Belgian Brotherhood of the Giant Omelette celebrates 25th anniversary

Belgian Brotherhood of the Giant Omelette celebrates 25th anniversary
Credit: Confrérie Mondiale des Chevaliers de l'Omelette Géante de Malmedy/Facebook

In the scenic city of Malmedy, near Liège in Wallonia, the Brotherhood of the Giant Omelette is set to celebrate the 25th of its folkloric tradition on 15 August. As the name suggests, the brotherhood will prepare a giant omelette in the centre of the city, utilising as many as 10,000 eggs in the process.

According to Belgian broadcaster RTBF, the brotherhood is one of seven in the world. Malmedy’s giant omelette has gained legendary status, thanks in part to an unlikely connection with France.

Back in 1995, the organisers of the giant omelette in the French town of Bessières near Toulouse began to look for a medium-sized city outside of France to host their giant omelette making. At a meeting with the Tourism office in Paris, they encountered a resident of Malmedy.

Bessières egg maestros informed the Malmedy native of their search, who transmitted the information back to the president of the Malmedy tourist office, who quickly leaped on the idea. A year later, the first giant omelette event was organised in the city. Proving such a hit, a year after that, Malmedy formed its own Brotherhood of the Giant Omelette.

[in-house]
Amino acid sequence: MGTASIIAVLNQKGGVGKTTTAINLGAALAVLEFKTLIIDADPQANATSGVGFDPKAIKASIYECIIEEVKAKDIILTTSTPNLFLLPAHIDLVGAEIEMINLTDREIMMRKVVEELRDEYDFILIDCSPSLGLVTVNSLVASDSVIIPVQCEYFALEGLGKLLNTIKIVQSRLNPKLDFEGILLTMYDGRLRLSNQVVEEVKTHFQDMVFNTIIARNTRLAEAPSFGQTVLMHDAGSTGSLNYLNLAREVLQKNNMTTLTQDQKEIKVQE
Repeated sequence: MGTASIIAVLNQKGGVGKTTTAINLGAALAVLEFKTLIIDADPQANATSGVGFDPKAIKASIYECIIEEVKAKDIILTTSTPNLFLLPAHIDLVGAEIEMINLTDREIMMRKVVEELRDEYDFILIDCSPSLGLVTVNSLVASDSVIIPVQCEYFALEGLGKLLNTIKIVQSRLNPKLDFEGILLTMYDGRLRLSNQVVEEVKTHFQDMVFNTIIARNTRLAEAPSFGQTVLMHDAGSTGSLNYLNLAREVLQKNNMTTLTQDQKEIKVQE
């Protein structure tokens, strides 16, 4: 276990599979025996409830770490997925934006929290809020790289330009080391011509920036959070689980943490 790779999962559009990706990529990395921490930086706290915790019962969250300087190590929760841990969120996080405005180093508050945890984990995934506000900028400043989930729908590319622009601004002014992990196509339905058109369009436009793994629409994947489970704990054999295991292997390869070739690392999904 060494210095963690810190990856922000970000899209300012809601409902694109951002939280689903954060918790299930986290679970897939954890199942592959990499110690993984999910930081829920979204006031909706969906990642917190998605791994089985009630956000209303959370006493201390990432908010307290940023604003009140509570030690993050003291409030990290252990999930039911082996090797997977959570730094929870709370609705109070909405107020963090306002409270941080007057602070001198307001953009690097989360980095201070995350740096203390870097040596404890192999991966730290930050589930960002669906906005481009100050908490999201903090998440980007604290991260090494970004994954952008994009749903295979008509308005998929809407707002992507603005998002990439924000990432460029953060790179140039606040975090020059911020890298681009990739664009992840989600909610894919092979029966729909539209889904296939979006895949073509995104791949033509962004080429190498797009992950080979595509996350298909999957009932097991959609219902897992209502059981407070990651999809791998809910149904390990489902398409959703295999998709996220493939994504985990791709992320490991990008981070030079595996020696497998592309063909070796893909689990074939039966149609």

Cracking success

Today, Malmedy’s brotherhood is part of a small international community of seven groups across the world. The egg aficionados can be found in both the old and new continent. There are brotherhoods in Saint-Aygulf and Bessières in France, the Argentinian town of Pigüé, Abbeville in Louisiana (USA), Granby in Canada, and Dumbéa in the French oversea territory of New Caledonia.

Credit: Confrérie Mondiale des Chevaliers de l'Omelette Géante de Malmedy/Facebook

Bénédicte Mathy, co-founder and Grand Master of the brotherhood, says that the now annual event is a big boost to the city and the region.

“The objective is…to make our city and region known through its omelettes. We have created bonds of friendship because representatives of the foreign omelettes come to visit us, this will again be the case on Monday, 15 August, with the arrivals of Bessières, Saint-Aygulf, and the Americans from Abbeville,” he said.

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For the 25th anniversary of the event in Malmedy, the organisers say that they are going to increase the scale of the celebrations. As usual, the gigantic omelette will be prepared in the city’s central Place de Rome.

“We have a frying pan four metres in diameter, its handle is the equivalent of a phone pole, we break 10,000 eggs, we need more than a cubic metre of wood to make the fire, and to stir the omelette, we use wooden spatulas two metres long,” Mathy noted.

Visitors to the event, which has traditionally attracted up to 7,000 people in the past, will be able to taste the giant omelette, cooked Ardennes-style, with bacon bits and chives, against the backdrop of local bands and music.

More information about the event can be found in the brotherhood’s Facebook page.


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